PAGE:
Wagner: Die Meistersinger von Nürnberg

Our rating 
3.0 out of 5 star rating 3.0

LABELS: EuroArts
ALBUM TITLE: Wagner: Die Meistersinger von Nürnberg
WORKS: Die Meistersinger von Nürnberg
PERFORMER: Michael Volle, Roberto Saccà, Anna Gabler, Peter Sonn, Georg Zeppenfeld, Monika Bohinec, Markus Werba; Vienna State Opera Chorus; Vienna Philharmonic/Daniele Gatti; dir. Stefan Herheim (Salzburg, 2013) EuroArts 2072688 (D


This production of Wagner’s great comedy drew mixed reactions when it was unveiled at Salzburg last year, both for the musical and the scenic direction. In some ways watching it on DVD or Blu-ray puts us in a more favourable position; in other ways we clearly lose. The Grosses Festspielhaus, where the performances took place, is enormous, and there were many complaints that some of the main singers were hardly audible. And the stage is huge too, so that, since many of the scenes in Meistersinger take place in intimate surroundings, it is hard to know what to do with the rest of the acreage.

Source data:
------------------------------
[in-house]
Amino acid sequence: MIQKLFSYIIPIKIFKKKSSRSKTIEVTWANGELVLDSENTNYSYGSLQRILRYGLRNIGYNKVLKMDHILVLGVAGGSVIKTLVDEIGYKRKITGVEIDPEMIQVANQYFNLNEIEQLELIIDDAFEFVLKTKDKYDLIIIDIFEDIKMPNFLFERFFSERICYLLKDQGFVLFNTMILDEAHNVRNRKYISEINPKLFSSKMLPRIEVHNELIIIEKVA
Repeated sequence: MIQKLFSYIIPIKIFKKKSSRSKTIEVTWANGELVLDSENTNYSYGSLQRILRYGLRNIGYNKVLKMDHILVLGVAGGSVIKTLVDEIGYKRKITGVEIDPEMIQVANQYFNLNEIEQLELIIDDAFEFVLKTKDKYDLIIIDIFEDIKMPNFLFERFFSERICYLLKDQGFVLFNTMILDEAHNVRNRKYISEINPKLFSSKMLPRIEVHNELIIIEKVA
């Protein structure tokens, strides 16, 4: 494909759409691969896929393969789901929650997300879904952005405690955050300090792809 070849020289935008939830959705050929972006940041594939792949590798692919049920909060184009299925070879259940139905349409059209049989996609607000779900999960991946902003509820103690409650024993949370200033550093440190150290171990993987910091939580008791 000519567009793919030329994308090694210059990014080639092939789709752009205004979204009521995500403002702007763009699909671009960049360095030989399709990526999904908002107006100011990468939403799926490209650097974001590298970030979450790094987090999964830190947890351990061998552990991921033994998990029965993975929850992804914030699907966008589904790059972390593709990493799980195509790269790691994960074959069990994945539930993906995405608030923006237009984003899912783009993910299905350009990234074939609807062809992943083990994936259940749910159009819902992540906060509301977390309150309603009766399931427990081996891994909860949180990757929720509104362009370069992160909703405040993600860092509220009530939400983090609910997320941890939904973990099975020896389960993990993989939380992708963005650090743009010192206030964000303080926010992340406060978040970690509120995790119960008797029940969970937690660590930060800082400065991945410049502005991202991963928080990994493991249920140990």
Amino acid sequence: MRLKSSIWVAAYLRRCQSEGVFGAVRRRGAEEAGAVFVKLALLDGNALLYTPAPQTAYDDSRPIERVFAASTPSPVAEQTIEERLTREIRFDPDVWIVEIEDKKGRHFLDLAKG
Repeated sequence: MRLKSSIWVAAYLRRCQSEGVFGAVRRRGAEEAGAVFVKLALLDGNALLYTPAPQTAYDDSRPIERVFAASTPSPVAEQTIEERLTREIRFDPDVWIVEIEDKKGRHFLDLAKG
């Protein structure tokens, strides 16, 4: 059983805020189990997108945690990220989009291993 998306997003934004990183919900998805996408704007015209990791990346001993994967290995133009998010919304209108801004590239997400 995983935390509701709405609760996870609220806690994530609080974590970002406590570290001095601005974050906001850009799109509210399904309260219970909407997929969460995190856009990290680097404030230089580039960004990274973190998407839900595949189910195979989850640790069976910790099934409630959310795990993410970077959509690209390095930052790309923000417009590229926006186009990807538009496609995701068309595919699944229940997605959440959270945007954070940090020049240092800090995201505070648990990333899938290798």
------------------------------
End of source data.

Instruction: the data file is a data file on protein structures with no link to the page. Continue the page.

So far as the voices are concerned, the home listener is the clear winner. None of them seems too small, an accusation made against both the Eva and the Walther. In fact the close miking is too much of a good thing. The Hans Sachs, taken by Michael Volle, usually a sensitive singer, bawls almost throughout, and seems both stentorian and uninterested. He begins the opera, before the Overture, by distractedly walking on in his nightgown and nightcap, going to his desk and writing at the speed which only operatic characters can attain.


The opera itself is presented as a collection of fairy tales, duly earning boos for the director Stefan Herheim at the end. In fact this production of Die Meistersinger von Nürnberg, though often pleasant to look at, comes across as a complete mess. The conductor, Daniele Gatti, takes a relatively lightweight view of the score. Beckmesser, taken by Markus Werba, is outstanding: he is a gifted bureaucrat who mistakes the nature of his talents. Smart and good-looking, his is a clever performance. Overall this is a fairly interesting account, but by no means the best on DVD. Michael Tanner